Planning a traditional chilly swim over Christmas or New Year? Imy Brighty-Potts asks GPs about the immediate impact on the body.
Many people see in the New Year or celebrate Christmas or Boxing Day with a cold water swim – often in fancy dress or just a swimsuit to get chilly in the winter water.
"Research suggests that cold water swimming has a wide variety of health benefits including mood improvement linked with the release of 'feel good' brain chemicals, reduced depression and improvement in general wellbeing. Cold water swimming can also have cardiovascular benefits," says GP Dr Nisa Aslam from Puressentiel UK.
However, safety is obviously something to be wary of when it comes to cold water swimming – also known as winter swimming or ice swimming.
"[It] requires preparation and acclimatisation and should be done with a group of people, not on your own," warns Aslam. "Warm up your leg and arm muscles before you wade in. Don't jump into cold water, rather wade in slowly up to your waist, dip your shoulders into the water then swim."
But what happens to different parts of our bodies when we take our festive dip?
Ever jumped in a cold pool and suddenly felt like you can't breathe?
"The first stage following full immersion is known as 'cold shock'. In the first few seconds your lungs contract. This [can be] followed by uncontrollable rapid or deep breathing – hyperventilation – and loss of breathing control," says Aslam. It wouldn't necessarily happen to regular, acclimatised swimmers (although it may). But, she says: "If you are not a regular cold water swimmer, this can happen as a physiological reaction."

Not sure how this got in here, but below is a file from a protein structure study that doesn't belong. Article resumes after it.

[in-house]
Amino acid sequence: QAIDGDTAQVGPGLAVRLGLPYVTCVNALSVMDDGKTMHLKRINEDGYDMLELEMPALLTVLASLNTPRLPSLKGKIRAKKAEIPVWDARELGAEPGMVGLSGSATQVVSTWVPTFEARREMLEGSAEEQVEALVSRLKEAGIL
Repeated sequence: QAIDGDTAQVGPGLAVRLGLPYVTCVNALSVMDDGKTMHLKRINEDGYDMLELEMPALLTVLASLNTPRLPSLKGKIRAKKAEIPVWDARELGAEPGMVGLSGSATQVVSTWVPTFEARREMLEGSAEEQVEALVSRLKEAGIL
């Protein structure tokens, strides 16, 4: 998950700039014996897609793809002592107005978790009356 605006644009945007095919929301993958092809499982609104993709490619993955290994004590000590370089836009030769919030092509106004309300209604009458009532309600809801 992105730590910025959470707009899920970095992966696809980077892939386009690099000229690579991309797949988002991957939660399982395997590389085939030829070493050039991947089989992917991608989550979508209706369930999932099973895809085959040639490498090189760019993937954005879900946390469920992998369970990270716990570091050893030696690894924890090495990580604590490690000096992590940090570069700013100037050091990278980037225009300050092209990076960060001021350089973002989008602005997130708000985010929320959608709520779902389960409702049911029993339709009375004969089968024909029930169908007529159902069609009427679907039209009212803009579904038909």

Our hearts react quickly to the shock.
"Your heart rate, blood pressure and output of blood from the heart – cardiac output – increase rapidly," Aslam says.
If you are fit and healthy then this isn't necessarily something to worry about. However it may be, "if you have not done this type of activity before – and let's say have a full stomach from Christmas dinner plus consumed a few alcohol-based drinks".
"Swimming in cold water can actually change your complexion slightly. Due to the increased heart rate and blood flow your skin will get a healthy glow for a short time after you’ve finished," says Dr Rhianna McClymont, a GP at online healthcare service Livi (livi.co.uk/).
Swimming in cold water makes your brain produce more endorphins – a hormone that makes us feel good and can even relieve pain – to combat the stressful feelings created by the quick change in environment, McClymont explains.
"This kind of activity has also been shown to be beneficial for our mental health too. Regular cold water swimming can help us to cope better with different types of stress, as the body starts to learn how to regulate our stress hormones," she notes.
"Not only are these changes internally happening, but the increase in adrenaline from being in cold water can create a feeling of euphoria, [due to] the release of endorphins. As a result, cold water swimming or a cold bath can improve our overall mood, confidence and even libido."
There's a reason we feel the cold most in our extremities; like hands, feet, arms and legs.
Aslam explains: "Blood vessels in the periphery – such as the skin, feet, toes, hands and fingers – constrict. It's a response which is the result of the action of 'cold receptors in the periphery peaking after 30 seconds with adaptation taking a couple of minutes or so.
"Once a swimmer is able to bring their breathing under control following the first two-minute phase of cold exposure, they enter the second phase of short-term exposure," she adds.
"During this phase, the muscle and nerve function is affected, particularly in the arms, head and neck. Biochemical activity in the body cells, muscles and nerves is interrupted. As the muscles cool further, there may be an increased sense of pain."
This article contains information from PA Media.